Stanley Cups, ferocious rivalries, and Hall of Fame players are all distant memories of when the Colorado Avalanche ruled the NHL. In 1995, the shiny allure of the new pro sports team in Denver was instant. The first year the Avs moved to Colorado from Quebec they won the Stanley Cup. This was before Elway won his first Super Bowl, before Colorado knew what it was to be a champion in major sports. In a region known as “Broncos Country”, the Avalanche were the crown jewel. Five years later, the Avs won the Cup again – Colorado sports fans were spoiled with success.
But memories only mean so much in pro sports, and times change. The Avs that once doused one another in champagne in 1996 and 2001 are now the Avs that will need to check ID’s before bringing bubbly into the locker room.
The Avalanche has fallen from the Stanley Cup Finals to the NHL draft lottery. The Pepsi Center, noted for having a 487 game sellout streak for the Avalanche, is now desolate. Many fans seem to have lost hope in the struggling franchise.
In 2000, Rick Pitino famously told the media and Boston Celtics fans to let go of past glory and accept the fact that retired Celtics legends would not be walking through the The Garden doors to save the franchise. This logic is rational and applicable to the Avalanche – Peter Forsberg, Joe Sakic, and Patrick Roy will be not lacing up their skates for the team.
But in regard to the Avalanche, Pitino would only be half correct.
Josh Kroenke, President of the Avalanche and Denver Nuggets, has appointed Hall of Famers Sakic and Roy to help bring the Avalanche from depths of NHL obscurity. Roy will be head coach and vice president of hockey operations, while Sakic will take on the role of executive vice president of hockey operations.
Fancy titles, but what do they mean?
Basically, Sakic and Roy will be in charge of creating a roster that will be a yearly contender for the Stanley Cup. Sakic will make all of the final calls and Roy will play a significant role in contributing to those decisions. Greg Sherman, the general manager, will have some say, but his role seems to be reduced to number crunching and salary space.
Making Roy the head coach will bring the intensity and passion to win Avalanche fans witnessed in his time as goaltender. He has no experience as an NHL coach – but his 348-196 record as coach of the Quebec Remparts of the Quebec Major Junior Hockey League (QMJHL) shows he has some idea of how to run a young team. The QMJHL is a premier junior league and contains many top NHL prospects.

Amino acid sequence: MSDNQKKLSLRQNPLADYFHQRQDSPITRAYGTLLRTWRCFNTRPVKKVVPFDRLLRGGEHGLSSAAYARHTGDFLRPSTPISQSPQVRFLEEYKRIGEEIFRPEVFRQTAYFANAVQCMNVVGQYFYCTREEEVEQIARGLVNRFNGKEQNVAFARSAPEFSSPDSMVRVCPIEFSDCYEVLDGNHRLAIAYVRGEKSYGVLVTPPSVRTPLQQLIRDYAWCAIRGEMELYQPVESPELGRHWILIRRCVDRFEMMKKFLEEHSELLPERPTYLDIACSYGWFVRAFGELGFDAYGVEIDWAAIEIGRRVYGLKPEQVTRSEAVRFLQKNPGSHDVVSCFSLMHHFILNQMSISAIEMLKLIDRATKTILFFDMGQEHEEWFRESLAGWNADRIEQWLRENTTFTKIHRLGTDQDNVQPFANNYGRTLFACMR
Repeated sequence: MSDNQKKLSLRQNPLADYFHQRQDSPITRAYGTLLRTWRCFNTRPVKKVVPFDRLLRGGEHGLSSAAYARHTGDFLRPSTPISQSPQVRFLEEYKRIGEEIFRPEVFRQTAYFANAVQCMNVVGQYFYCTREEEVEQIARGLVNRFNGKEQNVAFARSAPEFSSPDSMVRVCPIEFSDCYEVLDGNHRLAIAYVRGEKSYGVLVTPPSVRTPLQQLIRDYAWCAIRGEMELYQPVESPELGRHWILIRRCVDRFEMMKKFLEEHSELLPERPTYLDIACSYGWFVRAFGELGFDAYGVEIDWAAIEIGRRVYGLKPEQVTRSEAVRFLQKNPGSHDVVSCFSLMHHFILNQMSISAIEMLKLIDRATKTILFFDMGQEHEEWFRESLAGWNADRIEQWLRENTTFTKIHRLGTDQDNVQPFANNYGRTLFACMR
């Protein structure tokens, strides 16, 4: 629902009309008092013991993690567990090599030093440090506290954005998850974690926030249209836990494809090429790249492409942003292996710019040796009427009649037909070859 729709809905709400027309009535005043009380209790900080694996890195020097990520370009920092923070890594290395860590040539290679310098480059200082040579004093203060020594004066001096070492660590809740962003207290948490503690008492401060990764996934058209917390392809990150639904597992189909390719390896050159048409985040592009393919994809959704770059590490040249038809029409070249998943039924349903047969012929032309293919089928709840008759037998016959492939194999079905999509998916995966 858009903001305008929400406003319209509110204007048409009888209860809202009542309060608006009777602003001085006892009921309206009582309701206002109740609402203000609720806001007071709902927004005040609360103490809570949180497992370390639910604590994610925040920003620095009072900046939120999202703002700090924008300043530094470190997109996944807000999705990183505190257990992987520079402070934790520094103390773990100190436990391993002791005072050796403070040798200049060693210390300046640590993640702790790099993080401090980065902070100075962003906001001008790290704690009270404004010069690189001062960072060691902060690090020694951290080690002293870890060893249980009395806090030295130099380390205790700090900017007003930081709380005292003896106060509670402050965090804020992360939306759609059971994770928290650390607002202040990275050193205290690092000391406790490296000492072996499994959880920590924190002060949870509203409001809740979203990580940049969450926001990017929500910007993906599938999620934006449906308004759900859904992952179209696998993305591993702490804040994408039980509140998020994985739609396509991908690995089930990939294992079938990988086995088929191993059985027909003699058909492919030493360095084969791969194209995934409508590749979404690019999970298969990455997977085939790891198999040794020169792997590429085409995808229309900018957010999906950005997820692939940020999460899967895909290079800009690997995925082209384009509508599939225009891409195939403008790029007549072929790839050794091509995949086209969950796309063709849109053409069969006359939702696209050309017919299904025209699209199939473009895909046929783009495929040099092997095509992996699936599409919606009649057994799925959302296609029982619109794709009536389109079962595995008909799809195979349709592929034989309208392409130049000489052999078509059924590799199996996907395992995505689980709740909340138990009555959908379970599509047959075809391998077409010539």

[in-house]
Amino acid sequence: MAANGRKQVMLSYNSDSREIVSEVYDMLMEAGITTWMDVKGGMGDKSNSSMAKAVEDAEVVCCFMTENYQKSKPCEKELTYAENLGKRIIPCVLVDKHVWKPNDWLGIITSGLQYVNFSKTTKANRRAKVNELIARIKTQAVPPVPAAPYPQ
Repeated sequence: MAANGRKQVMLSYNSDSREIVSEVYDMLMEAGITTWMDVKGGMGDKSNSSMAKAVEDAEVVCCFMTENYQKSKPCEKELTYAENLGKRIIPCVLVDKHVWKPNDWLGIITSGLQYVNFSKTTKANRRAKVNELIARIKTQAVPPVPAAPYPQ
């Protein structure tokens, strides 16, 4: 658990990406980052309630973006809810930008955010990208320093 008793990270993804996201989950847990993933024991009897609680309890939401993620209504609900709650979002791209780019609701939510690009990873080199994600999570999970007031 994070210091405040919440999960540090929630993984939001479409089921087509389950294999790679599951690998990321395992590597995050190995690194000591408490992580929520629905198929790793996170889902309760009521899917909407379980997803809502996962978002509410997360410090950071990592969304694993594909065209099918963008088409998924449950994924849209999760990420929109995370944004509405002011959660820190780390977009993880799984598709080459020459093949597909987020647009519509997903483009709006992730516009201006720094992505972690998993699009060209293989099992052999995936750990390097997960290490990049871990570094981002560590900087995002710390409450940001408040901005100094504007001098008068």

Hiring Sakic and Roy also recaptures the interest of a diverted fan base. Seeing Roy behind the bench and knowing Sakic’s mind is behind the product on the ice will surely draw fans to the area, and Josh Kroenke appears aware of this.
The first test for the two former superstars is the NHL Entry Draft on June 30, where the Avs have the first pick. This draft has no clear-cut first choice. Seth Jones, a 6’4 defenseman and son of former NBA player and current Brooklyn Nets assistant coach Popeye Jones, was the favorite to be selected with the first pick by most NHL draft projections, but the decision has become murky of late after the emergence of forwards and teammates Nathan MacKinnon and Jonathan Drouin. MacKinnon and Drouin both had strong seasons in the QMJHL and together led their Halifax Mooseheads team to a Memorial Cup championship as Canada’s best major junior hockey team – beating out Jones’ Portland Winterhawks 6-4 in the final game.
The Avalanche already has a strong core of talented young players up front in Paul Stastny, Matt Duchene, Ryan O’Reilly and captain Gabriel Landeskog. The Avs suffered in 2012-2013 on defense – ranking 27 in the NHL in goals against with 3.1 per game – making Jones a sensible selection. There is also sentimental value in selecting Jones, taking into consideration Joe Sakic was the one who tipped his father – who was playing for the Denver Nuggets at the time – into starting Seth in power skating after Popeye approached Sakic and informed him of his son’s interest in hockey.
Again, memories and sentiments only go so far in pro sports. Sakic and Roy know this and have a big summer ahead.